Patchen was a poet with a thick diction and lead-footed cadence, and his poem "The Artist's Duty" is likewise a wide load and wide of its mark.It's a supreme example of what I've talked about constantly since I've started posting on the internet, the self-important poem-about-poetry. My point, in brief, is that the creation of art that contains it's own form as it's subject matter is evidence of a bored technician who , perhaps suffering from an inferiority complex in a world that they see as being really constructed by workers whose hands are layered in dead skin and scars, have to trumpet their own occupation. The notes are off key and played to o hard, the result being noise, not revelation. The aim , of course, is to convince the many that poetry such as that written by the secretly insecure poet is something no one can surive this life without. Patchen writes with a big, blunted pencil as he
advances his manifesto:
So it is the duty of the artist to discourage all traces of shameTo extend all boundariesTo fog them in right over the plateTo kill only what is ridiculousTo establish problemTo ignore solutionsTo listen to no oneTo omit nothingTo contradict everythingTo generate the free brainTo bear no crossTo take part in no crucifixionTo tinkle a warning when mankind straysTo explode upon all partiesTo wound deeper than the soldierTo heal this poor obstinate monkey once and for all
To verify the irrationalTo exaggerate all thingsTo inhibit everyoneTo lubricate each proportionTo experience only experience
To set a flame in the high airTo exclaim at the commonplace aloneTo cause the unseen eyes to open
To admire only the abrsurdTo be concerned with every profession save his ownTo raise a fortuitous stink on the boulevards of truth and beautyTo desire an electrifiable intercourse with a female alligatorTo lift the flesh above the sufferingTo forgive the beautiful its disconsolate deceit
To flash his vengeful badge at every abyss
It is the artist’s duty to be aliveTo drag people into glittering occupations
To blush perpetually in gaping innocenceTo drift happily through the ruined race-intelligenceTo burrow beneath the subconsciousTo defend the unreal at the cost of his reasonTo obey each outrageous inpulseTo commit his company to all enchantments
Not graceful by any means--Patchen is an exclaimer, a walker in clown shoes--and his grandiosity of the important and great things he thinks a poet should do is a conceit he appropriated from Pound, one that he does not make any more interesting. Artists making art about their art are spinning their wheels most of the time, seemingly trying to convince themselves that they're geniuses when no inspiration is forthcoming. This is one of those kinds of poems; intriguing for historians, perfect for aspiring and delicate ubermensch, but useless for the poetry reader, or even the poet who has it in mind that a poet should be using poetry to see the world outside and not navel-gaze on it's own imaginary perfection.Horace and Virgil and Wordsworth were able to turn poems about poetry into literary art because they were that rarest thing , writers of true genius.That's why they are are still read, and likely why the works have been preserved over time; quality does make a difference. I'd wager that they were able to write about anything they wanted to and be able to make it interesting for reasons beyond the ridiculous self-importance that goes on in Patchen's humorless puffery. Patchen is not a genius, and cannot really make his pedanticism rise to the level of being compelling.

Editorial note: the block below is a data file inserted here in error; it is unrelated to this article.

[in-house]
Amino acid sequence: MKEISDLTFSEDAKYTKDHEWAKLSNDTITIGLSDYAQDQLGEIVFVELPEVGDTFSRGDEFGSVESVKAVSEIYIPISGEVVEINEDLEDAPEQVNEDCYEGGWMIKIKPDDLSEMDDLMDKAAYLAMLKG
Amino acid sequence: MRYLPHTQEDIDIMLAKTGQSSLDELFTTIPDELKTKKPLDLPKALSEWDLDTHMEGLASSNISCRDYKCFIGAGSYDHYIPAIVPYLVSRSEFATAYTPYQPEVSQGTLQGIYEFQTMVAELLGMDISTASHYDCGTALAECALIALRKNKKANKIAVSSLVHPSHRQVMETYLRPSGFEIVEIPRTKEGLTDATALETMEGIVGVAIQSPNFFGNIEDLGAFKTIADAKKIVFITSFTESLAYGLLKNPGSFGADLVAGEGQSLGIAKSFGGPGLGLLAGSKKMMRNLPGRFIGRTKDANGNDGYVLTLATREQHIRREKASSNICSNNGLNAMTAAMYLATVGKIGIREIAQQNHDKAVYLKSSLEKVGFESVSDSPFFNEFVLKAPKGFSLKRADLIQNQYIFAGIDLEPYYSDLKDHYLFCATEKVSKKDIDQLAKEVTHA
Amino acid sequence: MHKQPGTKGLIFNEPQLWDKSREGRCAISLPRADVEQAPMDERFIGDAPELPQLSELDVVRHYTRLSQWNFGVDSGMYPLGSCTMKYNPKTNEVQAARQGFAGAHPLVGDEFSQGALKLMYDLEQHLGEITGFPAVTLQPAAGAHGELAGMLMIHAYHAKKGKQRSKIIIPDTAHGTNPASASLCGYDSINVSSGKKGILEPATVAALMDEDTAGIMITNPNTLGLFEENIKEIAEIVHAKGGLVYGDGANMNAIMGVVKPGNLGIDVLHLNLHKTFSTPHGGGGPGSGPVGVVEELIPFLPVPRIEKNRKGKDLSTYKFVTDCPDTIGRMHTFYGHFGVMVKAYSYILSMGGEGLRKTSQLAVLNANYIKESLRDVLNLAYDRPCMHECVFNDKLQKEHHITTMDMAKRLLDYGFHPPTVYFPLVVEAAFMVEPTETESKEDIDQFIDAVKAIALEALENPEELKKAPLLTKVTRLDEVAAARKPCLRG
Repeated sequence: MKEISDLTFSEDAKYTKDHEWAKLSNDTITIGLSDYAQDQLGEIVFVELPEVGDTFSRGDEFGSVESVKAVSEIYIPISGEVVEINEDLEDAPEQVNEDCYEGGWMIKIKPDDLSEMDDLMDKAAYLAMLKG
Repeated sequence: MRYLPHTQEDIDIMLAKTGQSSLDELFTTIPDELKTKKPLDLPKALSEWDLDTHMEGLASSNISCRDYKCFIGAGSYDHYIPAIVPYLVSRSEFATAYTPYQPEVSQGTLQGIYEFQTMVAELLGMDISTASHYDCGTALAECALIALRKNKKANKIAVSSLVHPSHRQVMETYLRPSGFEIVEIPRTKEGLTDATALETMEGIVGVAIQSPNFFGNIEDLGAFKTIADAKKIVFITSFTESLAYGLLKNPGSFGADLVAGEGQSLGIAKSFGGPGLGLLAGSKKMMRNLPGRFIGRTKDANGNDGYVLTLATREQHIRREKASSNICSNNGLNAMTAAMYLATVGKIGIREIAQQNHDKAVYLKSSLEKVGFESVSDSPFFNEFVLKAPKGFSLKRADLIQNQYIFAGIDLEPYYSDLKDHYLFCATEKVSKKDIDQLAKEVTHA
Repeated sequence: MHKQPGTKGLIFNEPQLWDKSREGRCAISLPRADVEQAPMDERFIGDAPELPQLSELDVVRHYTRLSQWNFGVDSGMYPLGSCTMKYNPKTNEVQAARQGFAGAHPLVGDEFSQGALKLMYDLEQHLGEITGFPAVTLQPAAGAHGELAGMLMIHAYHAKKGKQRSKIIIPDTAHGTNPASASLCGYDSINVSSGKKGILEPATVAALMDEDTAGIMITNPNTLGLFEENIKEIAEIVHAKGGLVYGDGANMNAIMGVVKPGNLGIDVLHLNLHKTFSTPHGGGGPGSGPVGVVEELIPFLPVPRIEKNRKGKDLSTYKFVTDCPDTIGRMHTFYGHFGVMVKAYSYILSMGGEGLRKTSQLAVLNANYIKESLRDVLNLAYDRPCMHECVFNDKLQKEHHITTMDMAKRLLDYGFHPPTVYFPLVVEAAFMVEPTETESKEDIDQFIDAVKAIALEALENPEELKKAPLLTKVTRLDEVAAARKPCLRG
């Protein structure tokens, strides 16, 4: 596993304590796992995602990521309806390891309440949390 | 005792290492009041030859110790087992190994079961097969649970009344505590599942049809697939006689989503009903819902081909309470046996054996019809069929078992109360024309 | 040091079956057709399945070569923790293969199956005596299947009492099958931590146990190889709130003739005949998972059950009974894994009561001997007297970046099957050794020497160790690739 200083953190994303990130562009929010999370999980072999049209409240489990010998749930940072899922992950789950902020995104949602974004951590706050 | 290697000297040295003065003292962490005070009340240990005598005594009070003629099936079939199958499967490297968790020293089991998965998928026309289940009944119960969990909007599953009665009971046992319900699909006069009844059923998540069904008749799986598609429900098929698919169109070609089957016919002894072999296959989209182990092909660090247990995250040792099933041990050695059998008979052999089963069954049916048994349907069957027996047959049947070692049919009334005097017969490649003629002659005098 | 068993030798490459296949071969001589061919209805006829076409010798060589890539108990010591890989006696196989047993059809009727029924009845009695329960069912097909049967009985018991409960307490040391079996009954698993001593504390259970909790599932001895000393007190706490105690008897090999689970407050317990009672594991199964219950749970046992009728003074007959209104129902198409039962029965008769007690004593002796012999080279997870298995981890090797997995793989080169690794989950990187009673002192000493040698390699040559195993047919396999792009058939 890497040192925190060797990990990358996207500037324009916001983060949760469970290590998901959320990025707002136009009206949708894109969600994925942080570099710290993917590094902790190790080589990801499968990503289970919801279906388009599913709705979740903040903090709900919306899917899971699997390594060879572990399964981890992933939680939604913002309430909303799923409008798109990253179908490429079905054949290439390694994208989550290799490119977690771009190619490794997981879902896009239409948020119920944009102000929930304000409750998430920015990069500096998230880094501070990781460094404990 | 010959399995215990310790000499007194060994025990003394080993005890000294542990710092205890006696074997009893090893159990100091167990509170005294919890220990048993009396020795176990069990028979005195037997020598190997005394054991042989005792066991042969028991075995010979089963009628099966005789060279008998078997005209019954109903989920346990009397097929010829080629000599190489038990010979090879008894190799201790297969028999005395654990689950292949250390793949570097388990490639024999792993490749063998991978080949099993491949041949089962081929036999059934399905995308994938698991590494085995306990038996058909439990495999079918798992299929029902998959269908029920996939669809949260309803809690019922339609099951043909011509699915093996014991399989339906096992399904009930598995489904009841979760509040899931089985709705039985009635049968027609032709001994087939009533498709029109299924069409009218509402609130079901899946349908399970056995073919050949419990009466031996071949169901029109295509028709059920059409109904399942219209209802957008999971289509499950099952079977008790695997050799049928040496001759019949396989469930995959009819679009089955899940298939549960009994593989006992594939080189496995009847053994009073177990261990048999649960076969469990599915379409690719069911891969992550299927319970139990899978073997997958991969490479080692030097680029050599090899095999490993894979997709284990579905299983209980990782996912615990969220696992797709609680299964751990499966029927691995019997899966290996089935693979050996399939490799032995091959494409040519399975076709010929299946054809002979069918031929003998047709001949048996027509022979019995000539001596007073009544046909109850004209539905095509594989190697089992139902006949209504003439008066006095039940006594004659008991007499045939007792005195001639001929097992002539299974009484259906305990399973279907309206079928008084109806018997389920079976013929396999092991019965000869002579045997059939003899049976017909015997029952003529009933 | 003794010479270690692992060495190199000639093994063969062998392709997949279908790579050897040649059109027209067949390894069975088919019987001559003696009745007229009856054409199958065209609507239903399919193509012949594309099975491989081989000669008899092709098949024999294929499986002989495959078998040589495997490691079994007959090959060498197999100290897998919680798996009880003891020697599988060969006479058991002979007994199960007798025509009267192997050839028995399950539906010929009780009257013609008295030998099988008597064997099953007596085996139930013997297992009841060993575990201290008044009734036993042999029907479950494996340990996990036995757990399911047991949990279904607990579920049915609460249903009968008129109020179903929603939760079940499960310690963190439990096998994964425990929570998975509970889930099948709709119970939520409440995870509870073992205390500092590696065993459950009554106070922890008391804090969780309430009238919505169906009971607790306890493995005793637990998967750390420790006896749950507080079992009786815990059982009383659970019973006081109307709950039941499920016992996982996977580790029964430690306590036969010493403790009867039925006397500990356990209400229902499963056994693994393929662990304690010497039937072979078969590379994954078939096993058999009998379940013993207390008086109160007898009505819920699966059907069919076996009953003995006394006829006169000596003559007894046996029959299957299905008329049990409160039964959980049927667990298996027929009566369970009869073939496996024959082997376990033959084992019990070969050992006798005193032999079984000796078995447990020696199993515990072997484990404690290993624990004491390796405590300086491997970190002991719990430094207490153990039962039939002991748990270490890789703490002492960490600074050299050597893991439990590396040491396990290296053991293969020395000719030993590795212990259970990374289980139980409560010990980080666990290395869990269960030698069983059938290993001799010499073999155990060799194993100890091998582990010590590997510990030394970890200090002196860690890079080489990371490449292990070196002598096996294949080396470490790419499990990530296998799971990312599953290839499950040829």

Someone who seeks good writing, originality, fresh perception, unencumbered by an author's ham-handed attempts to disguise a lack of grace or power with what becomes a low-grade ideology. The reader is one who seeks a poet ,a writer who can get their ideas across without rhetoric usurping the subject.For the most part, at least this is what I have always assumed to be the case, most readers of poetry are practitioners of the craft. Even so, most poets read as readers, first and foremost, and they (we) in general react badly to writers swaggering around the page wasting their(our) time with hosannas about poetry's higher and grander purpose. There's an impatience with poets who don't sound as though they leave their house to take a meal with friends.
Poetry in particular is and always will be where the depths of soul are plumed, where emotions are bared,and writers will reinvent language again and again to capture the tension between interior sensibility and the harder facts of material life.Poetry is introspection by default; what we're talking about is how well the individual writer creates work that gets that oscillating tension. Navel gazing on poetry itself, though, is a dead giveaway, more often than not, that the writer has little to say and yet must hear his voice. Unfortunately, we get more prate than poetry when this the case. It's a dubious proposition that Patchen wrote these lines intending to be humorous or ironic; he took himself so seriously that a good laugh would crack his mask. As grandaddy to the Beats, heir apparent to Pound, he most likely meant every word he wrote here. Poets are the new priesthood, the antennae of the race, the mystics and fools who have turned their insanity into a virtue and now a weapon to upstage, upset and overthrow the repressed lives that The System gives us. This was revolutionary thinking in the fifties and sixties, when there was only a suburban squareness to rebel against, in addition to an illegal and immoral war in Vietnam.
One can well imagine a generation of poets and readers being wowed by someone insisting that wild and non sequitur behavior and utterances are in fact a benefit to humanity. It merely seems quaint now, sadly dated. Patchen's certainty here seems ,in retrospect, something you'd see the late Dick Shawn singing in a Mel Brooks parody of counter culture heroes.